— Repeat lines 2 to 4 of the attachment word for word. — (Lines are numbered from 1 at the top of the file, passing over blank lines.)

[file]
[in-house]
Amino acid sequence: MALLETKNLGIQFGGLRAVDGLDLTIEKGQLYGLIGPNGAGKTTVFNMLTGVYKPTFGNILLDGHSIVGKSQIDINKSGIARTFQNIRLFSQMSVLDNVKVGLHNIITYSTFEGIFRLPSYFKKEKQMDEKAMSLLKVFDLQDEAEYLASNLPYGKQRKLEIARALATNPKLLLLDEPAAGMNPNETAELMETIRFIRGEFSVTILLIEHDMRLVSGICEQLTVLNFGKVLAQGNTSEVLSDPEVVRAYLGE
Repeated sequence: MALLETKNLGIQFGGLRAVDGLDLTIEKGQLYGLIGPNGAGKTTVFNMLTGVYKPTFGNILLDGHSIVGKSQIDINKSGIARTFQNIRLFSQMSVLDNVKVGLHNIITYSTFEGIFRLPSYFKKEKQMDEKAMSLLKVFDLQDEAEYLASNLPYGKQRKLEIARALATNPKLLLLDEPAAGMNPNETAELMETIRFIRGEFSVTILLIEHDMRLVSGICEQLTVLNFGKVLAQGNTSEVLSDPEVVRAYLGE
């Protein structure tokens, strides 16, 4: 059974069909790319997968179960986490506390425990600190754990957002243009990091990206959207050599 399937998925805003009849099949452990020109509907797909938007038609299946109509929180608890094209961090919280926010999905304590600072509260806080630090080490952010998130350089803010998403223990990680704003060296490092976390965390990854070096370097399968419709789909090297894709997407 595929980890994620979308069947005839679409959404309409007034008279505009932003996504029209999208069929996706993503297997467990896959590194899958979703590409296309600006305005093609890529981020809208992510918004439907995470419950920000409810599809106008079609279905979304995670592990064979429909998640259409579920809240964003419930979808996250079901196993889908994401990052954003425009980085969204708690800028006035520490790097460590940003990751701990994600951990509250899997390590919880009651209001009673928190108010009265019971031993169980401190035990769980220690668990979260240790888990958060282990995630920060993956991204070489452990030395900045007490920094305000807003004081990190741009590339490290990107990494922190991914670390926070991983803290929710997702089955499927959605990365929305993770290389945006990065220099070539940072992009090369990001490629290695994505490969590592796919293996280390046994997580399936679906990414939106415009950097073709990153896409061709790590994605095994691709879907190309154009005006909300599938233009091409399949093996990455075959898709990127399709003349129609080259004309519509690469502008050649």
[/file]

Amino acid sequence: MALLETKNLGIQFGGLRAVDGLDLTIEKGQLYGLIGPNGAGKTTVFNMLTGVYKPTFGNILLDGHSIVGKSQIDINKSGIARTFQNIRLFSQMSVLDNVKVGLHNIITYSTFEGIFRLPSYFKKEKQMDEKAMSLLKVFDLQDEAEYLASNLPYGKQRKLEIARALATNPKLLLLDEPAAGMNPNETAELMETIRFIRGEFSVTILLIEHDMRLVSGICEQLTVLNFGKVLAQGNTSEVLSDPEVVRAYLGE
Repeated sequence: MALLETKNLGIQFGGLRAVDGLDLTIEKGQLYGLIGPNGAGKTTVFNMLTGVYKPTFGNILLDGHSIVGKSQIDINKSGIARTFQNIRLFSQMSVLDNVKVGLHNIITYSTFEGIFRLPSYFKKEKQMDEKAMSLLKVFDLQDEAEYLASNLPYGKQRKLEIARALATNPKLLLLDEPAAGMNPNETAELMETIRFIRGEFSVTILLIEHDMRLVSGICEQLTVLNFGKVLAQGNTSEVLSDPEVVRAYLGE
């Protein structure tokens, strides 16, 4: 059974069909790319997968179960986490506390425990600190754990957002243009990091990206959207050599 399937998925805003009849099949452990020109509907797909938007038609299946109509929180608890094209961090919280926010999905304590600072509260806080630090080490952010998130350089803010998403223990990680704003060296490092976390965390990854070096370097399968419709789909090297894709997407 595929980890994620979308069947005839679409959404309409007034008279505009932003996504029209999208069929996706993503297997467990896959590194899958979703590409296309600006305005093609890529981020809208992510918004439907995470419950920000409810599809106008079609279905979304995670592990064979429909998640259409579920809240964003419930979808996250079901196993889908994401990052954003425009980085969204708690800028006035520490790097460590940003990751701990994600951990509250899997390590919880009651209001009673928190108010009265019971031993169980401190035990769980220690668990979260240790888990958060282990995630920060993956991204070489452990030395900045007490920094305000807003004081990190741009590339490290990107990494922190991914670390926070991983803290929710997702089955499927959605990365929305993770290389945006990065220099070539940072992009090369990001490629290695994505490969590592796919293996280390046994997580399936679906990414939106415009950097073709990153896409061709790590994605095994691709879907190309154009005006909300599938233009091409399949093996990455075959898709990127399709003349129609080259004309519509690469502008050649």